How to avoid saving images in webp format in Google Chrome - gHacks Tech News

How to avoid saving images in webp format in Google Chrome

If you are using the Google Chrome browser you may have noticed that images on select websites, many Google properties like Google Play for example, display images in Google's webp format and not a standard format like jpg or png.

Google claims that webp reduces the size of images significantly in comparison to png and jpg. It reduces the file size in comparison to png images by up to 26%, and by up to 34% in comparison to jpg images.

If you are running Chrome, you get webp images exclusively on those websites, while Firefox or Internet Explorer users get the standard image formats instead. The websites in question check the browser you are connecting with and either deliver webp if supported, or fall back to jpg or png if it is not.

While that is not a big issue, since most modern image viewers support the webp format by now, it is still something that you may not like that much, depending on what you do with the images.

webp download

While you can view them in many programs that support the format out of the box or by installing a codec on your system that adds system-wide support for the format, you may not be able to use them in all programs or make them your desktop wallpaper. If you try, you will notice that the format may not be supported.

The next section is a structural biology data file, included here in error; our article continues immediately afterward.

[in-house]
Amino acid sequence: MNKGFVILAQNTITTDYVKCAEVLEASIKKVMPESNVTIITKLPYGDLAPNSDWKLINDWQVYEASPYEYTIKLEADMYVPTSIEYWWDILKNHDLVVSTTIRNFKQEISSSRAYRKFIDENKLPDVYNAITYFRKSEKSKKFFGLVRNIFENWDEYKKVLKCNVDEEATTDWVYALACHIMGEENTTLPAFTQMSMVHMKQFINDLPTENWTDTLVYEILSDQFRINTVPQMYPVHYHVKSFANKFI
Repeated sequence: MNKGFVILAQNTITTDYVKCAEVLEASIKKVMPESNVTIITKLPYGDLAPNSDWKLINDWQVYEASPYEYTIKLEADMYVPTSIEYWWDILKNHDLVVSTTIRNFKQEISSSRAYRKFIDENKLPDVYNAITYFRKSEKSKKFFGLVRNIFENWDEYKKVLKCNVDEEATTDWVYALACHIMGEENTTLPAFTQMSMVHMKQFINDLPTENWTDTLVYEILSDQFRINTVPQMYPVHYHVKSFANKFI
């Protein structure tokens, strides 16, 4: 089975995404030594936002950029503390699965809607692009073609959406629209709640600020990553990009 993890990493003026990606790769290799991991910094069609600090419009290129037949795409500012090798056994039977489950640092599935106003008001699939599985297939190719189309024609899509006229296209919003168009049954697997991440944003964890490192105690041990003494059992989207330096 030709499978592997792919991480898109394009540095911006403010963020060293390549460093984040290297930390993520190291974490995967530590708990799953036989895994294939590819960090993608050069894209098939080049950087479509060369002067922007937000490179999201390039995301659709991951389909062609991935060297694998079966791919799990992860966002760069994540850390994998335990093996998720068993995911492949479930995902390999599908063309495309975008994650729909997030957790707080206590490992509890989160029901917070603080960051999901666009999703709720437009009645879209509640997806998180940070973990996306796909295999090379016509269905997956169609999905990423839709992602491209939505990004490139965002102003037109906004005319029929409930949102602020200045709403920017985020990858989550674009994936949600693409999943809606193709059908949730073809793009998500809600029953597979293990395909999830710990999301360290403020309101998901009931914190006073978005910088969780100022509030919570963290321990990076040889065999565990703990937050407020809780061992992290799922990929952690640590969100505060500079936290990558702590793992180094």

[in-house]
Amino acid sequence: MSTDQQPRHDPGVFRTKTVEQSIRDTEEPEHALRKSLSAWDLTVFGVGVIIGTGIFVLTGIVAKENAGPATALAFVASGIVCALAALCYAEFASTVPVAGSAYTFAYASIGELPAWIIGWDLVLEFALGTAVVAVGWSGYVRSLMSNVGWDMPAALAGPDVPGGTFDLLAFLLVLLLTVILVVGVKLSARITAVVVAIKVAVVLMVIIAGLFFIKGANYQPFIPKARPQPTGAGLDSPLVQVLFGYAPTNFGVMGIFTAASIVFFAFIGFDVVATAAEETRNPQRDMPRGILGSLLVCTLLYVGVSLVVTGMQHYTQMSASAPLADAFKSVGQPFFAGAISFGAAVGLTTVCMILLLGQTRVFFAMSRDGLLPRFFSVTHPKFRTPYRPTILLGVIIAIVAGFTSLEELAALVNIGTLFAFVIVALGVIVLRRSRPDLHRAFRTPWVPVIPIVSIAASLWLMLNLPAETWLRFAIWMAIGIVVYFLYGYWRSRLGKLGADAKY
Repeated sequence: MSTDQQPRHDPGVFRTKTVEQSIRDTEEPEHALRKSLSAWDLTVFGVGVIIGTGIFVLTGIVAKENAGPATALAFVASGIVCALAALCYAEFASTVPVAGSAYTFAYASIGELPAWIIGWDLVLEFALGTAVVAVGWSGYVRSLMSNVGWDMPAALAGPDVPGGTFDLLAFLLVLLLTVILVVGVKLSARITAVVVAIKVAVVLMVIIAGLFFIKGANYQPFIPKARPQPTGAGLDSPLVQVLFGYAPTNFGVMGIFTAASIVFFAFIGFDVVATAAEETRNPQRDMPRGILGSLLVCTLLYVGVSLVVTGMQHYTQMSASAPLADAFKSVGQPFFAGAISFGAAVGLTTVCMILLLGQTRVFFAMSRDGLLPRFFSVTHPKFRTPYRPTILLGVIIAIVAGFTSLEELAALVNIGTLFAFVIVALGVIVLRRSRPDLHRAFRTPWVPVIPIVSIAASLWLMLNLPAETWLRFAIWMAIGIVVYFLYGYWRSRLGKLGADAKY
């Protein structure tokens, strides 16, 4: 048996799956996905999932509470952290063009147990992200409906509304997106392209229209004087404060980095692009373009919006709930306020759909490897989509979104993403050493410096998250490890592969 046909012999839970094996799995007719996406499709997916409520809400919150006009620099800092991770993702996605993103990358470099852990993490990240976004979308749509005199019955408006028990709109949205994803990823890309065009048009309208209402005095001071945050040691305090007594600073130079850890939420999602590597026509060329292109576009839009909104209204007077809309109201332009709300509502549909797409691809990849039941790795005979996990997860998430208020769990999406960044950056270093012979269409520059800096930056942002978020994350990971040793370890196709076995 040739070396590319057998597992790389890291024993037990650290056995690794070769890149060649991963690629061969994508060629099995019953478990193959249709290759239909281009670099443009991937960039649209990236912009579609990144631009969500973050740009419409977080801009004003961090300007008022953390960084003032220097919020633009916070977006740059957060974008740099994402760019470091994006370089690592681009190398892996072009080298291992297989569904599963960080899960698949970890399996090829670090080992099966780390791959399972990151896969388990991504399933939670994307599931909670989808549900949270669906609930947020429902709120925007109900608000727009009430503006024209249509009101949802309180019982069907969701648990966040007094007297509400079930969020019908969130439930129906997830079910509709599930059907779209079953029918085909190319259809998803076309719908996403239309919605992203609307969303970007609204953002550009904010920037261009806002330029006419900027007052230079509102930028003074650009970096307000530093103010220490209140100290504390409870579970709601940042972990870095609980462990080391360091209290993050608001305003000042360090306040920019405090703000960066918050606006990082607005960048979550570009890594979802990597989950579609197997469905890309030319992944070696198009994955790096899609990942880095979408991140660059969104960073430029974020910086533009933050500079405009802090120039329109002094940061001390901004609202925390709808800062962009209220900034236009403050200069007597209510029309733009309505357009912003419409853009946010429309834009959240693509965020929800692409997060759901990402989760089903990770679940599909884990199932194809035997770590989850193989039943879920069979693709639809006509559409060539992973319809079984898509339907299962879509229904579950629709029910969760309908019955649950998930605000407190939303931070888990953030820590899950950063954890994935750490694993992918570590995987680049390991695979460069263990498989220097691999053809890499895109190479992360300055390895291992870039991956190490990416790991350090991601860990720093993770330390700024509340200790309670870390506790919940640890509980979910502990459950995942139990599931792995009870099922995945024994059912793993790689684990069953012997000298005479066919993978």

Conversion comes to mind, and programs like XnConvert support the webp format so that you can convert the downloaded images into another image format.There are numerous online converters available as well for that.

That's however only a solution for the occasional download, but if you need to download images regularly that are only offered in the webp format, you may not want to go down that route as it adds another unnecessary step to the process.

I'd like to present you with two options that you can use to avoid saving webp images and save them as png or jpg images instead.